I am so
excited to announce the opening of The History of Cremation
Exhibit at the National Museum of Funeral History. Here are
some images of the first interior room of the exhibit, which
is a scale reproduction of the LeMoyne Crematory, America's
first Crematory, in Washington, Pennsylvania. This first room
contains artifacts from the LeMoyne Crematory, including the
notebook kept by builder/operator John Dye; the name plate
from the coffin of Baron de Palm, the first person cremated in
the US; the casket lid of Jane Pittman, first woman cremated
in the US; an original door from the LeMoyne Crematory retort;
exactly-replicated tools, crib, and catafalque; and an
apothecary vial that contains a small portion of the remains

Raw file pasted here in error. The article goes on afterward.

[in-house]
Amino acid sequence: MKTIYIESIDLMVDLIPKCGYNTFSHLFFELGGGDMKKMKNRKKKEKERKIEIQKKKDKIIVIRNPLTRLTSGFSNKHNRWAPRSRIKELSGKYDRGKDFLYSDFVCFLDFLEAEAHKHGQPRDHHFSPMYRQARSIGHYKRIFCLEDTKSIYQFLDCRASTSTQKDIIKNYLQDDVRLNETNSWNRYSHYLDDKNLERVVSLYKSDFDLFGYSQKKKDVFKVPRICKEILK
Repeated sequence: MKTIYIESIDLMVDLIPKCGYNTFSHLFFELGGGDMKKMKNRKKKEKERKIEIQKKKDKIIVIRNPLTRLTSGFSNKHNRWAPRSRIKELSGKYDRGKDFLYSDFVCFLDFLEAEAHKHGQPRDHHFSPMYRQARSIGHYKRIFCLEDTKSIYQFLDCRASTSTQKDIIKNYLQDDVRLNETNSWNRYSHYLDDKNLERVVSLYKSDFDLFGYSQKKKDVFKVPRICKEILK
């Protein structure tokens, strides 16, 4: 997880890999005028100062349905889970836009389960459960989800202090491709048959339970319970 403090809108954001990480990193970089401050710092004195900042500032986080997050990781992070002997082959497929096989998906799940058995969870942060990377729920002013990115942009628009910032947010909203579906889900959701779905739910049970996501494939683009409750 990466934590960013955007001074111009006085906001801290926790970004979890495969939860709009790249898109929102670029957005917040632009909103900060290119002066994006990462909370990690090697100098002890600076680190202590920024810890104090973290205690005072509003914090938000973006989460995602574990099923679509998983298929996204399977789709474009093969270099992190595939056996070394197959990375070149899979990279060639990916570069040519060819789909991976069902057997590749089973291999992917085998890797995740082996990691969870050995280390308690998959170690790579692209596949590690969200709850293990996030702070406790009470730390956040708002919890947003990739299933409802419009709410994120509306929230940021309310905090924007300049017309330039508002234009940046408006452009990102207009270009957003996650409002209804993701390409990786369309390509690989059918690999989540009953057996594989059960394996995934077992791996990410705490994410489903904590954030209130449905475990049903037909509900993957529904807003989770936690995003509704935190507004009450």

of the Baron de Palm. This permanent exhibit opened September
17, 2018, in the National Museum of Funeral History, Houston,
This is my perspective!
A scale reproduction of the LeMoyne Crematory, America's first Crematory, in Washington, Pennsylvania.
Ryan Engler is a licensed funeral director and certified
celebrant. He is The Cremation Historian for the Cremation
Association of North America and the National Museum of
Funeral History and a frequent speaker and writer on the
subject of cremation in the US, urns, and their history.
He is the cremation products buyer for Service Corporation
International and lives in Houston, Texas, with his
miniature dachshund, Otto.
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